This World - Access to Evil

Twas indeed a rare thing screened on SBS on Tuesday night. And I'm not talking about the truly bizzare programme on a tad after 1am, which is a Turkish version of The Nanny. I shit you not.

Nope, instead I'm referring to footage of life in North Korea, courtesy of a fine BBC documentary from This World journalist Olenka Frenkiel. Part-travellogue, part-investigative journalism, part-propaganda-karaoke (Q - to a NK school kid: Would you like to send a message to President Bush? A: I want to tell him to get out of South Korea and stop slaughtering South Korean children.), this was engrossing television.

As well as the obligatory shots of the million strong NK army and some of the 35,000 KI-S portraits, the doco did well to demonstrate the major electricity crisis in Korea as well as some indication of the famine that has ravaged the country. Most startling was the examples of torture which is taking place in the gulags scattered through the northern part of the country, and revealed by a handful of defectors. The suggestion that prisoners are used as human lab-rats in the development of chemical weapons is startling, but then not surprising given the ruthlessness of the regime. The fear that the product of these experiments may soon be used on enemies of the regime are very real.

Finally, the doco sheds some light on the 'sunshine' policy of the south, which seems to be motivated by the need to prop up the incumbant regime rather than forming a united Korea. Afterall, if two Koreas become one, the flood of people moving from north to south would do much to drag down the standard of living in South Korea in a way that makes German reunification look like a picnic (with plenty of Bratwurst). Managing, rather than defeating, the enemy seems to be the South Korean goal.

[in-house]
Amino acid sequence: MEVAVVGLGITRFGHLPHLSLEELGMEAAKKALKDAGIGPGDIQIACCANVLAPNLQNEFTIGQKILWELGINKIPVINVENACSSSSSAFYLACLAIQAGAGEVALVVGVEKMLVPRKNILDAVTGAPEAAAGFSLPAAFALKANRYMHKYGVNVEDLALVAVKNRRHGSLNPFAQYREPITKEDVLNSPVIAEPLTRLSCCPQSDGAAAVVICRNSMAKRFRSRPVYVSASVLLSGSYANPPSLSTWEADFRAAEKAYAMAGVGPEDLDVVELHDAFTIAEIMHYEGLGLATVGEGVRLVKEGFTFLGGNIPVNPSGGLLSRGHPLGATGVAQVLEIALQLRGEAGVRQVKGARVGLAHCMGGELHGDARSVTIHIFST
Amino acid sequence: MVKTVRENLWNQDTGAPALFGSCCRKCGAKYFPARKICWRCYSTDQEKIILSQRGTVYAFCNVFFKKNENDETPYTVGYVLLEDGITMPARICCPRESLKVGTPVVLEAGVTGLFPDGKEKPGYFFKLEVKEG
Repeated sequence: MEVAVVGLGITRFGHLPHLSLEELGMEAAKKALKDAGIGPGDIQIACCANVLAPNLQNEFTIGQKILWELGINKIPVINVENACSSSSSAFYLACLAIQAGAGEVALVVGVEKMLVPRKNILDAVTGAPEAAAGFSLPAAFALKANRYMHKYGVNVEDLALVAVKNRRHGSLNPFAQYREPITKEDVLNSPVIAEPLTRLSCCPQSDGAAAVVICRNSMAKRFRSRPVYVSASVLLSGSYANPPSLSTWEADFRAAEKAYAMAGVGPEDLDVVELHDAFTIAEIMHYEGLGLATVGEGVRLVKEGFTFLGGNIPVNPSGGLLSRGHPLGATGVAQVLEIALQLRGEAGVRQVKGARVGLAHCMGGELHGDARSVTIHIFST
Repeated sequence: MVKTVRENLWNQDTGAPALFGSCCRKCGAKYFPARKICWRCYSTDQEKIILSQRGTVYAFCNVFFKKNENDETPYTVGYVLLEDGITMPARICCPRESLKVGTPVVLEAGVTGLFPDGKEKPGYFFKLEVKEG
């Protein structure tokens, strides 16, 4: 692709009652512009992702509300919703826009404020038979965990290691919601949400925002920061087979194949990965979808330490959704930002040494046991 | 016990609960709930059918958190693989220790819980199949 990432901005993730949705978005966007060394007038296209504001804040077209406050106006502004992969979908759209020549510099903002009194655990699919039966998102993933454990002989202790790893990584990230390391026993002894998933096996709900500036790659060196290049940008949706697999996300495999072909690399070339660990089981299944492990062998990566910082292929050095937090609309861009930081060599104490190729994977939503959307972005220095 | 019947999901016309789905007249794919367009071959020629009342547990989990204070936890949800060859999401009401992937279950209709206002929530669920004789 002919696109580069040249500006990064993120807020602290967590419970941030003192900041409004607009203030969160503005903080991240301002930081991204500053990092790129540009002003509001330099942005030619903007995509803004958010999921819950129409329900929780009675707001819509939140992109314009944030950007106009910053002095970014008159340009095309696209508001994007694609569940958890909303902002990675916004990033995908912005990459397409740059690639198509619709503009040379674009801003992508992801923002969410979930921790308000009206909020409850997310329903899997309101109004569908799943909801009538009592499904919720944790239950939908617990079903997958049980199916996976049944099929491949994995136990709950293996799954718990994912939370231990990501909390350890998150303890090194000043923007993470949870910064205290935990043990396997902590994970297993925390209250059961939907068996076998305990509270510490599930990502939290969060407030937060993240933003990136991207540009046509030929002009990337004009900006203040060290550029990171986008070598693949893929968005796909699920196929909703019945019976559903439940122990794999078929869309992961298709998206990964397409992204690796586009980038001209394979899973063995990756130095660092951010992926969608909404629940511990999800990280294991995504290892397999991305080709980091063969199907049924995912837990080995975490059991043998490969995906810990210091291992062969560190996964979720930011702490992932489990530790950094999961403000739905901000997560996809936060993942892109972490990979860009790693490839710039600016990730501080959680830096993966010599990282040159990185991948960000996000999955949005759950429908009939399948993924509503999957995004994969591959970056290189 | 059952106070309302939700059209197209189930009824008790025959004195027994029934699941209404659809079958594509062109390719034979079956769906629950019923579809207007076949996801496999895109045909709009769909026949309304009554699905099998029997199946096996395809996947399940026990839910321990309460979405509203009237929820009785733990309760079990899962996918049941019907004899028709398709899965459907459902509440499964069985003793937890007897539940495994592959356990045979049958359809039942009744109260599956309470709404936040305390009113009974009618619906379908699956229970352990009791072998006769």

Comments

Anonymous said…
In addition to the observations you make of the doco, I would like to highlight the way that most interviewed North Koreans were swept up in their own government's propaganda.

They love themselves. More than Americans do - and that says something. The narcisissm was electric. And that kid who mentioned (paraphrasing) that Bush wants to kill him stole the show a bit.

But effective propaganda aside, why does the NK government excel at convincing their ppl that the rest of world is out to get them? Either they are simply control freaks (which ties nicely with their Communistic values, as standard Western philosophy would have us think), or, do they truly fear 'Western invasion' and the 'evil Americans' as they say they do.

I don't know - it seems everytime we ask them why they want nukes, they tell us the above reason and we chuckle and think their just neurotic red narcissists.

And then bomb them into oblivion, I guess?

No wonder that kid doesn't like Bush.

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